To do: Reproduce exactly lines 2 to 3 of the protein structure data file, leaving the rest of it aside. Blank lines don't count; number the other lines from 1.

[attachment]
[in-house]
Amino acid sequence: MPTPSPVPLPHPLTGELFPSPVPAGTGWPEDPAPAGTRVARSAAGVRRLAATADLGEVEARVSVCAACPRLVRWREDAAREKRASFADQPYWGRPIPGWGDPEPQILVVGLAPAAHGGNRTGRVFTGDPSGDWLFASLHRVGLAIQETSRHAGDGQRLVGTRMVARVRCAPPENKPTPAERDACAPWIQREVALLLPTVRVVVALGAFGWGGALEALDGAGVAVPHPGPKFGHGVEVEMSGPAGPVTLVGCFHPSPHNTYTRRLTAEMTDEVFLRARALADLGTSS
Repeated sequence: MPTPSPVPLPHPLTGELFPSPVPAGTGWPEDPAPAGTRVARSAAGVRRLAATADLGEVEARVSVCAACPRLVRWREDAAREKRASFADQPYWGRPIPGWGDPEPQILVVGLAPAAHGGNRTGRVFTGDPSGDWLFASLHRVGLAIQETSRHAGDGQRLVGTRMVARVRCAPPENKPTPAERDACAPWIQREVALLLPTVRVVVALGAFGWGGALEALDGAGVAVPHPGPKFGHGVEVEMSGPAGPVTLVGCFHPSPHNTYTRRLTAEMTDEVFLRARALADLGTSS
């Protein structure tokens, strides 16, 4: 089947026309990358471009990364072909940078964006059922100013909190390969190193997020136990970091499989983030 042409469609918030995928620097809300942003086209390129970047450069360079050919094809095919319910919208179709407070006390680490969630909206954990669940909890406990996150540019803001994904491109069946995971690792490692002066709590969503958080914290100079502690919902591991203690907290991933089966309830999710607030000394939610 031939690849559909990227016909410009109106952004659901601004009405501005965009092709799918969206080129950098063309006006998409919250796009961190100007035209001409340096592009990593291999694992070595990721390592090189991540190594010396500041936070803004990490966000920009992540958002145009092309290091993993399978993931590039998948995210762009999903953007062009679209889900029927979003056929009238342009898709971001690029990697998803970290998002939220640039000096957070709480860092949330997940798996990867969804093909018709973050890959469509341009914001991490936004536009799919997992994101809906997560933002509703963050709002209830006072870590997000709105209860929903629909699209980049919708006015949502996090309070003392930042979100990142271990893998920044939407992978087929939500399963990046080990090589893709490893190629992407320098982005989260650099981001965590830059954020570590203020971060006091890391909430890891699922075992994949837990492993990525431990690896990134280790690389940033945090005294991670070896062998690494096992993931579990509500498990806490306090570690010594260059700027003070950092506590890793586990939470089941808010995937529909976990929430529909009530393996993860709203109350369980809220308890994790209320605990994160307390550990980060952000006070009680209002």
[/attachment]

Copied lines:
Amino acid sequence: MPTPSPVPLPHPLTGELFPSPVPAGTGWPEDPAPAGTRVARSAAGVRRLAATADLGEVEARVSVCAACPRLVRWREDAAREKRASFADQPYWGRPIPGWGDPEPQILVVGLAPAAHGGNRTGRVFTGDPSGDWLFASLHRVGLAIQETSRHAGDGQRLVGTRMVARVRCAPPENKPTPAERDACAPWIQREVALLLPTVRVVVALGAFGWGGALEALDGAGVAVPHPGPKFGHGVEVEMSGPAGPVTLVGCFHPSPHNTYTRRLTAEMTDEVFLRARALADLGTSS
Repeated sequence: MPTPSPVPLPHPLTGELFPSPVPAGTGWPEDPAPAGTRVARSAAGVRRLAATADLGEVEARVSVCAACPRLVRWREDAAREKRASFADQPYWGRPIPGWGDPEPQILVVGLAPAAHGGNRTGRVFTGDPSGDWLFASLHRVGLAIQETSRHAGDGQRLVGTRMVARVRCAPPENKPTPAERDACAPWIQREVALLLPTVRVVVALGAFGWGGALEALDGAGVAVPHPGPKFGHGVEVEMSGPAGPVTLVGCFHPSPHNTYTRRLTAEMTDEVFLRARALADLGTSS